This word, like the one that precedes and those that follow in the Amidah begins with "ha," meaning "the."
Gadol is one of the more familiar words to those even mildly familiar with Hebrew. Most people would (accurately) translate it as "big." But "big" is a spatial term, mostly understood to mean "occupying a lot of space." Hagadol modifies ha'eil, God, and therefore makes no sense in its common meaning. God is not big; in fact God is both nowhere and everywhere – geography is an irrelevant term.
Instead, it helps to think of the word gadol as meaning "great." And by great, I mean not only "terrifically good," but also "awesome" in both its classical and colloquial senses. "Ha'eil hagadol" carries the same sense of "God is great" as the familiar Muslim declaration.
The root from which gadol comes also produces the word that means to raise children, meaning not so much to bring them from being small to being larger – that happens pretty much by itself as long as they are fed and watered regularly. Raising a child to be "gadol" means bringing that child to his or her full potential, full greatness, to the best of a parent's ability. To say God is "Ha'eil hagadol" is to say that God is the One who has reached the fullest possible potential.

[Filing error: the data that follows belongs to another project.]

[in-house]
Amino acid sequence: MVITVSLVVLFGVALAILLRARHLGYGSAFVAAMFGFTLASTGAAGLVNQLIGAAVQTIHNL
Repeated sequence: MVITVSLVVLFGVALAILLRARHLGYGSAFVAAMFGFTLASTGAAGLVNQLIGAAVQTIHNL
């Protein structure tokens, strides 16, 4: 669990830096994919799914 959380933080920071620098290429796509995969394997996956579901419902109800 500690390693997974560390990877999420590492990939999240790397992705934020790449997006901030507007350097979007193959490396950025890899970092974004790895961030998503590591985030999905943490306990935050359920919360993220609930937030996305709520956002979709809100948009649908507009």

Some people are parents in their own right and others bear their share of the communal responsibility to raise children. When we do so, bringing a child from "katan/k'tanah" to "gadol/g'dolah" involves maximizing the divine image in which they were created, the image of Ha'eil hagadol, the One who has reached the fullest possible potential.